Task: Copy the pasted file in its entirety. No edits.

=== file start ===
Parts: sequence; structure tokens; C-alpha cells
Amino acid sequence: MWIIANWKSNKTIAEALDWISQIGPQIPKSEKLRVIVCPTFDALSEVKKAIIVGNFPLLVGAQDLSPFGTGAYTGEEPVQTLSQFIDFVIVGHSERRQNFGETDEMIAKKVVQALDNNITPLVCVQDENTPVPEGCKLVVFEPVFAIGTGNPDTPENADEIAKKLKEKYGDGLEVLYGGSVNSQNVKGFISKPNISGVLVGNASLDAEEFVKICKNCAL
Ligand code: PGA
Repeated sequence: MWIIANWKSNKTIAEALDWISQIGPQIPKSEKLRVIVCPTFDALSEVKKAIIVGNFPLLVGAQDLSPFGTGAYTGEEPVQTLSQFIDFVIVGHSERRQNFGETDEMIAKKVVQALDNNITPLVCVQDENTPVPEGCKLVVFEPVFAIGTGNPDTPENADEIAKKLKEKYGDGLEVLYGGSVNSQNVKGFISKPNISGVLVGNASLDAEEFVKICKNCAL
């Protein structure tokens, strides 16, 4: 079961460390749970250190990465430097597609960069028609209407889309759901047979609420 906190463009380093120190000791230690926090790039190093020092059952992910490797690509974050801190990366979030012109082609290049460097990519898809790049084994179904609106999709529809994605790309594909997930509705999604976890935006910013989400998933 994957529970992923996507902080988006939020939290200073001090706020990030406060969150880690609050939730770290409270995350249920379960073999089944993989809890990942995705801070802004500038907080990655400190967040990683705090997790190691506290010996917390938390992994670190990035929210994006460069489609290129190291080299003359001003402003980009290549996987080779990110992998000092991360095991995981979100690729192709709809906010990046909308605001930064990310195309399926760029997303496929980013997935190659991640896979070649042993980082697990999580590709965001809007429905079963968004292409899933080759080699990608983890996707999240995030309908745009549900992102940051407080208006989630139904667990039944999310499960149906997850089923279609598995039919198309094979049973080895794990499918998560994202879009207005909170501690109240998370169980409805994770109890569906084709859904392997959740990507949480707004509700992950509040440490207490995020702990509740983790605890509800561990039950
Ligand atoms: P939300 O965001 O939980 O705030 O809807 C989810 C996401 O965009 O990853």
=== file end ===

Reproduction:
Parts: sequence; structure tokens; C-alpha cells
Amino acid sequence: MWIIANWKSNKTIAEALDWISQIGPQIPKSEKLRVIVCPTFDALSEVKKAIIVGNFPLLVGAQDLSPFGTGAYTGEEPVQTLSQFIDFVIVGHSERRQNFGETDEMIAKKVVQALDNNITPLVCVQDENTPVPEGCKLVVFEPVFAIGTGNPDTPENADEIAKKLKEKYGDGLEVLYGGSVNSQNVKGFISKPNISGVLVGNASLDAEEFVKICKNCAL
Ligand code: PGA
Repeated sequence: MWIIANWKSNKTIAEALDWISQIGPQIPKSEKLRVIVCPTFDALSEVKKAIIVGNFPLLVGAQDLSPFGTGAYTGEEPVQTLSQFIDFVIVGHSERRQNFGETDEMIAKKVVQALDNNITPLVCVQDENTPVPEGCKLVVFEPVFAIGTGNPDTPENADEIAKKLKEKYGDGLEVLYGGSVNSQNVKGFISKPNISGVLVGNASLDAEEFVKICKNCAL
């Protein structure tokens, strides 16, 4: 079961460390749970250190990465430097597609960069028609209407889309759901047979609420 906190463009380093120190000791230690926090790039190093020092059952992910490797690509974050801190990366979030012109082609290049460097990519898809790049084994179904609106999709529809994605790309594909997930509705999604976890935006910013989400998933 994957529970992923996507902080988006939020939290200073001090706020990030406060969150880690609050939730770290409270995350249920379960073999089944993989809890990942995705801070802004500038907080990655400190967040990683705090997790190691506290010996917390938390992994670190990035929210994006460069489609290129190291080299003359001003402003980009290549996987080779990110992998000092991360095991995981979100690729192709709809906010990046909308605001930064990310195309399926760029997303496929980013997935190659991640896979070649042993980082697990999580590709965001809007429905079963968004292409899933080759080699990608983890996707999240995030309908745009549900992102940051407080208006989630139904667990039944999310499960149906997850089923279609598995039919198309094979049973080895794990499918998560994202879009207005909170501690109240998370169980409805994770109890569906084709859904392997959740990507949480707004509700992950509040440490207490995020702990509740983790605890509800561990039950
Ligand atoms: P939300 O965001 O939980 O705030 O809807 C989810 C996401 O965009 O990853």